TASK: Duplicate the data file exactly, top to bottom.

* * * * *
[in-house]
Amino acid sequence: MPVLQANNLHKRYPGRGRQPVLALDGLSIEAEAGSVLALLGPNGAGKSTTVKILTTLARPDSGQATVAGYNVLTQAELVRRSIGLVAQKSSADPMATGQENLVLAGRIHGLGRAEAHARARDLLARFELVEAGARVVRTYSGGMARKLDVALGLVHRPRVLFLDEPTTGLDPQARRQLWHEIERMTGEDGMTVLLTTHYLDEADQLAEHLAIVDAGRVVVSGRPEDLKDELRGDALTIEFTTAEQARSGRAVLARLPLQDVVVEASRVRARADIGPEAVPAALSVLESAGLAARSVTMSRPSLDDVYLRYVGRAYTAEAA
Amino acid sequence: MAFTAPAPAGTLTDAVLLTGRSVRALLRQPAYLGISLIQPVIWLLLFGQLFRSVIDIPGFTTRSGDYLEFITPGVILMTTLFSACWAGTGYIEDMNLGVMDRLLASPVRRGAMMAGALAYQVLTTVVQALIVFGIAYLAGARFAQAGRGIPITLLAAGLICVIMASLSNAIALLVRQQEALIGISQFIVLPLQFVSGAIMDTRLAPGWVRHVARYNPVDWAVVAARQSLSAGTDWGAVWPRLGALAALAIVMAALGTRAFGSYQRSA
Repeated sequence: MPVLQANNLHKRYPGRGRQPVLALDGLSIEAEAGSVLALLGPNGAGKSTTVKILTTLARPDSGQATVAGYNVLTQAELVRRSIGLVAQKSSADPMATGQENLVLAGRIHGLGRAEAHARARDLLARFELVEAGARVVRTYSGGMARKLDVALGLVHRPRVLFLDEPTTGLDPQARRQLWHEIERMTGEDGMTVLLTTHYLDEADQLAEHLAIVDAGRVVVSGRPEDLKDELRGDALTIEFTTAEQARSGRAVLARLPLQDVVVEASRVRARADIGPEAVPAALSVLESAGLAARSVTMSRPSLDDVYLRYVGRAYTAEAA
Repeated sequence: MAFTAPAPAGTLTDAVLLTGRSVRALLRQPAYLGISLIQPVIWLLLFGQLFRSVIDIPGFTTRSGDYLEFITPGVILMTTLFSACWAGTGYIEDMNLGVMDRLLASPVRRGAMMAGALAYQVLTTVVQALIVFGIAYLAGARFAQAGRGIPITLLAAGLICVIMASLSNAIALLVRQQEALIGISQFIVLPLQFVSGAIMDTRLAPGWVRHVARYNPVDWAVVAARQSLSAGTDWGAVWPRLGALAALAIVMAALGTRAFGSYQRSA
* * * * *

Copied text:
[in-house]
Amino acid sequence: MPVLQANNLHKRYPGRGRQPVLALDGLSIEAEAGSVLALLGPNGAGKSTTVKILTTLARPDSGQATVAGYNVLTQAELVRRSIGLVAQKSSADPMATGQENLVLAGRIHGLGRAEAHARARDLLARFELVEAGARVVRTYSGGMARKLDVALGLVHRPRVLFLDEPTTGLDPQARRQLWHEIERMTGEDGMTVLLTTHYLDEADQLAEHLAIVDAGRVVVSGRPEDLKDELRGDALTIEFTTAEQARSGRAVLARLPLQDVVVEASRVRARADIGPEAVPAALSVLESAGLAARSVTMSRPSLDDVYLRYVGRAYTAEAA
Amino acid sequence: MAFTAPAPAGTLTDAVLLTGRSVRALLRQPAYLGISLIQPVIWLLLFGQLFRSVIDIPGFTTRSGDYLEFITPGVILMTTLFSACWAGTGYIEDMNLGVMDRLLASPVRRGAMMAGALAYQVLTTVVQALIVFGIAYLAGARFAQAGRGIPITLLAAGLICVIMASLSNAIALLVRQQEALIGISQFIVLPLQFVSGAIMDTRLAPGWVRHVARYNPVDWAVVAARQSLSAGTDWGAVWPRLGALAALAIVMAALGTRAFGSYQRSA
Repeated sequence: MPVLQANNLHKRYPGRGRQPVLALDGLSIEAEAGSVLALLGPNGAGKSTTVKILTTLARPDSGQATVAGYNVLTQAELVRRSIGLVAQKSSADPMATGQENLVLAGRIHGLGRAEAHARARDLLARFELVEAGARVVRTYSGGMARKLDVALGLVHRPRVLFLDEPTTGLDPQARRQLWHEIERMTGEDGMTVLLTTHYLDEADQLAEHLAIVDAGRVVVSGRPEDLKDELRGDALTIEFTTAEQARSGRAVLARLPLQDVVVEASRVRARADIGPEAVPAALSVLESAGLAARSVTMSRPSLDDVYLRYVGRAYTAEAA
Repeated sequence: MAFTAPAPAGTLTDAVLLTGRSVRALLRQPAYLGISLIQPVIWLLLFGQLFRSVIDIPGFTTRSGDYLEFITPGVILMTTLFSACWAGTGYIEDMNLGVMDRLLASPVRRGAMMAGALAYQVLTTVVQALIVFGIAYLAGARFAQAGRGIPITLLAAGLICVIMASLSNAIALLVRQQEALIGISQFIVLPLQFVSGAIMDTRLAPGWVRHVARYNPVDWAVVAARQSLSAGTDWGAVWPRLGALAALAIVMAALGTRAFGSYQRSA